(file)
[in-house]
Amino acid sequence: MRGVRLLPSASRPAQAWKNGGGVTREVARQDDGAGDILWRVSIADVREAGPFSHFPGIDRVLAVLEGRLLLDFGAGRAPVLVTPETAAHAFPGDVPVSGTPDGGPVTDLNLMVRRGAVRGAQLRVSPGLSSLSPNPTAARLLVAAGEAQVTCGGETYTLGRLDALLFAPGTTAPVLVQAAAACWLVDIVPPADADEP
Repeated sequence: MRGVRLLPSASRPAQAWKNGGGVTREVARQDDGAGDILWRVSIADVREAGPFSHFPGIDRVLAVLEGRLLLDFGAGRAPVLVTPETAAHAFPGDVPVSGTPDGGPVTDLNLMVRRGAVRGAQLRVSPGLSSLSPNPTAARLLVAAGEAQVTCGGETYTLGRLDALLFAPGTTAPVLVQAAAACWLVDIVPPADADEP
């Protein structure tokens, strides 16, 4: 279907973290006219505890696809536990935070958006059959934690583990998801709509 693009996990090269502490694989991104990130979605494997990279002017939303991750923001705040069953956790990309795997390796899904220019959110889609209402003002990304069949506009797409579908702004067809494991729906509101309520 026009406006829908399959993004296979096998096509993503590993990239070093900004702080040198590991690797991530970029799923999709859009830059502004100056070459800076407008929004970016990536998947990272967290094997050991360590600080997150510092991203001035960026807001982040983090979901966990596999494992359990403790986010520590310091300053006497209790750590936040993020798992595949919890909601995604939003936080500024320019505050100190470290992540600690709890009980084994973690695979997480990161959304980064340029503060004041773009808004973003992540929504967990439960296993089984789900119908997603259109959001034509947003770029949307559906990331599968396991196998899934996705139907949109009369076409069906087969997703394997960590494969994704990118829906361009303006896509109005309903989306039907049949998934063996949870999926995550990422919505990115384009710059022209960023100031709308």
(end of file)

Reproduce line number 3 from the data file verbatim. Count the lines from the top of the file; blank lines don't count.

Repeated sequence: MRGVRLLPSASRPAQAWKNGGGVTREVARQDDGAGDILWRVSIADVREAGPFSHFPGIDRVLAVLEGRLLLDFGAGRAPVLVTPETAAHAFPGDVPVSGTPDGGPVTDLNLMVRRGAVRGAQLRVSPGLSSLSPNPTAARLLVAAGEAQVTCGGETYTLGRLDALLFAPGTTAPVLVQAAAACWLVDIVPPADADEP